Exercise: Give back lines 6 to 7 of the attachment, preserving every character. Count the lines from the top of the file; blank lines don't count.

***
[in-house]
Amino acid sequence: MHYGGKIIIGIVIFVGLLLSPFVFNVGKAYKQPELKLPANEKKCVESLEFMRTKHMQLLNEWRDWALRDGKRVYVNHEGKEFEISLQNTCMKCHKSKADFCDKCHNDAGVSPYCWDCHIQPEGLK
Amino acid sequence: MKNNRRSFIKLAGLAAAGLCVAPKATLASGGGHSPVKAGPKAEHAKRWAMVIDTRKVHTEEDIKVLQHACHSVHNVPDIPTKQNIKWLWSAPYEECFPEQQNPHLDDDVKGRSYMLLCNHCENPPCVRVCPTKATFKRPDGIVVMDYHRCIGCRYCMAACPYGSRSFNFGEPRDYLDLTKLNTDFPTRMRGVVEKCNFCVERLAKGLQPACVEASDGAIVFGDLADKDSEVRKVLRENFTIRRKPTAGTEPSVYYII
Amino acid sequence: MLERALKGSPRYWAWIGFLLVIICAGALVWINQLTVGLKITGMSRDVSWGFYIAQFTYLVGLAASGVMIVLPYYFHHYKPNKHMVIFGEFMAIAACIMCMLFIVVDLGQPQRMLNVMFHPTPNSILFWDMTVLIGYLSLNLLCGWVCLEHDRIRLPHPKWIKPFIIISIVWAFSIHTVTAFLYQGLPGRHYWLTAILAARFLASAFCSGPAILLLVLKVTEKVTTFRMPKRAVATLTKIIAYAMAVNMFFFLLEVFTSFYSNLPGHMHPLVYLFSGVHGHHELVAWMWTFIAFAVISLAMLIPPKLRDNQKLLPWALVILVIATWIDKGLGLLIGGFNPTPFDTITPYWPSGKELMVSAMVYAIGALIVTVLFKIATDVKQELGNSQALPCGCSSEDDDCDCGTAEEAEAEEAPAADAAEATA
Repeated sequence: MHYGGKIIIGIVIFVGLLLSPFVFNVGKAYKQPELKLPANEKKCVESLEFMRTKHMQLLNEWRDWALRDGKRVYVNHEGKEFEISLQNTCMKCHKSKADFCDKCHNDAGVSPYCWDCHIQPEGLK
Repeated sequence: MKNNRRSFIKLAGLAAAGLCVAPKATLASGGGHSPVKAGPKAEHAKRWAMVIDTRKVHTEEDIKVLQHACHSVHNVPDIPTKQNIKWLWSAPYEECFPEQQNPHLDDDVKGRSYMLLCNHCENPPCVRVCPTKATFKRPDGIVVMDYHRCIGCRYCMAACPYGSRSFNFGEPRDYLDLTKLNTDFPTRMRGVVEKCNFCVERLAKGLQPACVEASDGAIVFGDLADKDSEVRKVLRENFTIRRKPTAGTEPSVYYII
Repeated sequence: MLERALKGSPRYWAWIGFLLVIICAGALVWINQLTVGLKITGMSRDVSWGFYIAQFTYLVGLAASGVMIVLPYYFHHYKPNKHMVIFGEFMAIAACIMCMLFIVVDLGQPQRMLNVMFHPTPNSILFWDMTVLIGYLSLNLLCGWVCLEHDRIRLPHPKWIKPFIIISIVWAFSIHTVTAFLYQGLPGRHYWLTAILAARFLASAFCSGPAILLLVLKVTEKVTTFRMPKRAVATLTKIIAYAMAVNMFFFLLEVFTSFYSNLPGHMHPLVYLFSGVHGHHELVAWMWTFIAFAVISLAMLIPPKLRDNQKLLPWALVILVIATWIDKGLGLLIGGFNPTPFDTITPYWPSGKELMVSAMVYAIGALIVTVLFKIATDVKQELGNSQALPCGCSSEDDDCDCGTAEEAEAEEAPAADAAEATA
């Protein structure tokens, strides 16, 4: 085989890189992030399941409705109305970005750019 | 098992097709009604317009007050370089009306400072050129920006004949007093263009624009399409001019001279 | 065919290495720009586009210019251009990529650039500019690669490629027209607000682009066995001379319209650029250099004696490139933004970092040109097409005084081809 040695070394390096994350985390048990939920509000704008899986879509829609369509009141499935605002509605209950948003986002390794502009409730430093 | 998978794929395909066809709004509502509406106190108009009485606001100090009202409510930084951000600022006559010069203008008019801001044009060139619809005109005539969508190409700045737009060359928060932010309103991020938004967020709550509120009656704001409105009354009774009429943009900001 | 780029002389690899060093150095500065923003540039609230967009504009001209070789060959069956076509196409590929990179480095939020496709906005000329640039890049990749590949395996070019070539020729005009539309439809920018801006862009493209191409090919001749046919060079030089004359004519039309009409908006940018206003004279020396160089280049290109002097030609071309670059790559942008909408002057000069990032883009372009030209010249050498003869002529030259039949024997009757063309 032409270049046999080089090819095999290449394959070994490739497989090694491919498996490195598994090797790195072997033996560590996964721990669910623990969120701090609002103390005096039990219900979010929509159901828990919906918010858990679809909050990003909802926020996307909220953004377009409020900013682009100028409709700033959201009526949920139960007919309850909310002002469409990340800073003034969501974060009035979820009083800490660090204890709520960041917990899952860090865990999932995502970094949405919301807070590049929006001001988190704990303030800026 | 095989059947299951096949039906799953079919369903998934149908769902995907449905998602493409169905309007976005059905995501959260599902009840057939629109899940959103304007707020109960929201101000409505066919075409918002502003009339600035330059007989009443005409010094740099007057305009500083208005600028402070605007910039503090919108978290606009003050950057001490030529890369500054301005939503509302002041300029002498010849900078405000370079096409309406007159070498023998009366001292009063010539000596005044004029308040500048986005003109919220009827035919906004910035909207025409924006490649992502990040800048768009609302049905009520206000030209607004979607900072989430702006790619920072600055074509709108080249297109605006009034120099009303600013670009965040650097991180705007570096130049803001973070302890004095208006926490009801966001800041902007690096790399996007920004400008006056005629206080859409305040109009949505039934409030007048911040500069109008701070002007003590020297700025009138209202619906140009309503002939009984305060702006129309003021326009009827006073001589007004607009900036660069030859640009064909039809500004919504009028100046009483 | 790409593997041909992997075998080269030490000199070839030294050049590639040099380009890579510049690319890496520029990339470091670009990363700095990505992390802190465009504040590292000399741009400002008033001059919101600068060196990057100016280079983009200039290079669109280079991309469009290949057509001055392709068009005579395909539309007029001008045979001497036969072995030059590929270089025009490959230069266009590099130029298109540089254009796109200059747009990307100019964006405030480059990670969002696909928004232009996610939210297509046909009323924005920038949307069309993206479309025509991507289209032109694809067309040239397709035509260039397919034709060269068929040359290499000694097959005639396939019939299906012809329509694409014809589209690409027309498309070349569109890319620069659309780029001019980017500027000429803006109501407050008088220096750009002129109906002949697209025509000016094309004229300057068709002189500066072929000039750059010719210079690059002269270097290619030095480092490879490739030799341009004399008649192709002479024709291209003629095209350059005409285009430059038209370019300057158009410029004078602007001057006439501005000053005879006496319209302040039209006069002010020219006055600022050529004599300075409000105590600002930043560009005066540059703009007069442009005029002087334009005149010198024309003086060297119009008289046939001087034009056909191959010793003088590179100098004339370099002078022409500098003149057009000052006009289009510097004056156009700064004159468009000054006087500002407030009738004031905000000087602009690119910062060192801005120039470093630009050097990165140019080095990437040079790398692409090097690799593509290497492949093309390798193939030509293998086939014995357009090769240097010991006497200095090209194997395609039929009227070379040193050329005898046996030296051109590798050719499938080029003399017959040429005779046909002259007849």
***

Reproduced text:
Repeated sequence: MKNNRRSFIKLAGLAAAGLCVAPKATLASGGGHSPVKAGPKAEHAKRWAMVIDTRKVHTEEDIKVLQHACHSVHNVPDIPTKQNIKWLWSAPYEECFPEQQNPHLDDDVKGRSYMLLCNHCENPPCVRVCPTKATFKRPDGIVVMDYHRCIGCRYCMAACPYGSRSFNFGEPRDYLDLTKLNTDFPTRMRGVVEKCNFCVERLAKGLQPACVEASDGAIVFGDLADKDSEVRKVLRENFTIRRKPTAGTEPSVYYII
Repeated sequence: MLERALKGSPRYWAWIGFLLVIICAGALVWINQLTVGLKITGMSRDVSWGFYIAQFTYLVGLAASGVMIVLPYYFHHYKPNKHMVIFGEFMAIAACIMCMLFIVVDLGQPQRMLNVMFHPTPNSILFWDMTVLIGYLSLNLLCGWVCLEHDRIRLPHPKWIKPFIIISIVWAFSIHTVTAFLYQGLPGRHYWLTAILAARFLASAFCSGPAILLLVLKVTEKVTTFRMPKRAVATLTKIIAYAMAVNMFFFLLEVFTSFYSNLPGHMHPLVYLFSGVHGHHELVAWMWTFIAFAVISLAMLIPPKLRDNQKLLPWALVILVIATWIDKGLGLLIGGFNPTPFDTITPYWPSGKELMVSAMVYAIGALIVTVLFKIATDVKQELGNSQALPCGCSSEDDDCDCGTAEEAEAEEAPAADAAEATA